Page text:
A commercial space company has revealed the design of the lunar lander that it aims to send to the moon in 2015.
California-based Moon Express unveiled the blueprint and first images of its MX-1 lunar lander today (Dec. 5) in Las Vegas, during the last day of the Autodesk University computer-aided design conference. In addition to delivering payloads to the lunar surface, the coffee-table-size MX-1 could also help service satellites, deploy tiny "cubesats" in Earth orbit and clean up space junk, company officials say.
"We really have tried to create a multifaceted, flexible and scalable spacecraft that can be utilized by other people for a number of different business applications," Moon Express co-founder and CEO Bob Richards told SPACE.com. [Countdown: Wildest Private Deep-Space Mission Ideas]
Moon Express designed the MX-1 from the ground up, Richards said. When fully fueled and ready for launch, it will weigh just 1,320 pounds (600 kilograms), with rocket fuel constituting more than 75 percent of the mass.
To make the lander so light, engineers employed composite materials and did away with the typical "bus," or structure that supports most spacecraft. Instead, the MX-1's fuel tanks serve as the structure, Richards said.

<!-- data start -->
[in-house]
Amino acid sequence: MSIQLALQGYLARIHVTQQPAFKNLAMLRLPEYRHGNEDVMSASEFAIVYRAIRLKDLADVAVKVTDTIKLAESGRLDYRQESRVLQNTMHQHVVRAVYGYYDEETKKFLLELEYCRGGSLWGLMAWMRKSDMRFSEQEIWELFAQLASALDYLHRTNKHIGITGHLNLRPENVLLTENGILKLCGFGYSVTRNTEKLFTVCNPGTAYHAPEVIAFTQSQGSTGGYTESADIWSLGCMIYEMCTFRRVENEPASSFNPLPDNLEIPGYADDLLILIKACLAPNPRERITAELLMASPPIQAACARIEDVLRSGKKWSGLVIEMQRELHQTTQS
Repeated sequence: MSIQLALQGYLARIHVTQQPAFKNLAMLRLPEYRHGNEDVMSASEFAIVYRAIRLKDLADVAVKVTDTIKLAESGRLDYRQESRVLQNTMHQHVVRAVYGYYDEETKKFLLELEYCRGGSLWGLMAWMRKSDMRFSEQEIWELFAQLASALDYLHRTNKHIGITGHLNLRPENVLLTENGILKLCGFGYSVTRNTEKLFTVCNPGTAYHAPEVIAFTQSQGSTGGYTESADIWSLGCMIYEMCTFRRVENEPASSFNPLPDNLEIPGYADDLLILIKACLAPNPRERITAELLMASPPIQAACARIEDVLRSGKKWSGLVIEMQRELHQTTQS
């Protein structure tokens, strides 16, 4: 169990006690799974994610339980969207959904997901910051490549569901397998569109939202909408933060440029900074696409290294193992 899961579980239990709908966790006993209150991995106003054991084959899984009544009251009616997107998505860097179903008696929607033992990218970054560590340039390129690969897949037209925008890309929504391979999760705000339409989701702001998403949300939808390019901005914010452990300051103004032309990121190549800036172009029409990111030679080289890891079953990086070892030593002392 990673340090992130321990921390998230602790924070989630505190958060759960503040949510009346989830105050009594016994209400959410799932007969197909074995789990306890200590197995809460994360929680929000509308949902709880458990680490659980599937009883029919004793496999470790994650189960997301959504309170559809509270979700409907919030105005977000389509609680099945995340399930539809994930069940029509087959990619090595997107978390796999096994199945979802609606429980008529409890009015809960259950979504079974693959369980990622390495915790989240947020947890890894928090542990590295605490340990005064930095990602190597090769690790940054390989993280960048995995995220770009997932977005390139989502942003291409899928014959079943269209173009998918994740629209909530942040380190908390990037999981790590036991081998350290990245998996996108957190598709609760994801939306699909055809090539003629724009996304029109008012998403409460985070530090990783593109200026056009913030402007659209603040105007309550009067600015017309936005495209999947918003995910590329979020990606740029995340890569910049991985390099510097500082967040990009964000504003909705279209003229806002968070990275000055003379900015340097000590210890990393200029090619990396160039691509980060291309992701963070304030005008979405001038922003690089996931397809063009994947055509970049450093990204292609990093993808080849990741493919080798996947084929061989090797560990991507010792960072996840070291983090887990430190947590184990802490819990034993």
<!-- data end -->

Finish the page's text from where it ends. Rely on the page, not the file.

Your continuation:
"With that, we got rid of a huge amount of mass," he said.
The MX-1's main rocket engine will burn hydrogen peroxide, though it also relies on kerosene as an afterburner to accelerate out of Earth orbit and head toward the moon.
The lander will be capable of delivering 132 pounds (60 kg) of payload to the lunar surface. Unlike the landers NASA developed during the Apollo program, the craft has no legs; instead, it will land slowly and softly on one of its empty fuel tanks, whose collapsibility will cushion the blow.
The MX-1's maiden moon flight is slated to occur in late 2015 as part of the $40 million Google Lunar X Prize, an international challenge to land a robot on the lunar surface, have it travel at least 1,650 feet (500 meters) and send data and images back to Earth.
The first privately funded team to do all of this by the end of 2015 will receive the $20 million grand prize. An additional $20 million is set aside for second place and various special accomplishments and milestones, bringing the prize's total purse to $40 million.
Moon Express — one of 22 teams still in the running — wants to win the grand prize, but its ambitions don't stop there. The company aims to make money flying commercial and government payloads to the moon, and it eventually wants to extract water and other resources from Earth's nearest neighbor, both to benefit humanity on its home planet and to help our species extend its footprint out into the solar system.
Moon Express has already started building the MX-1, Richards said, and aims to have an engineering prototype ready for a test flight on Earth by May or June of next year.
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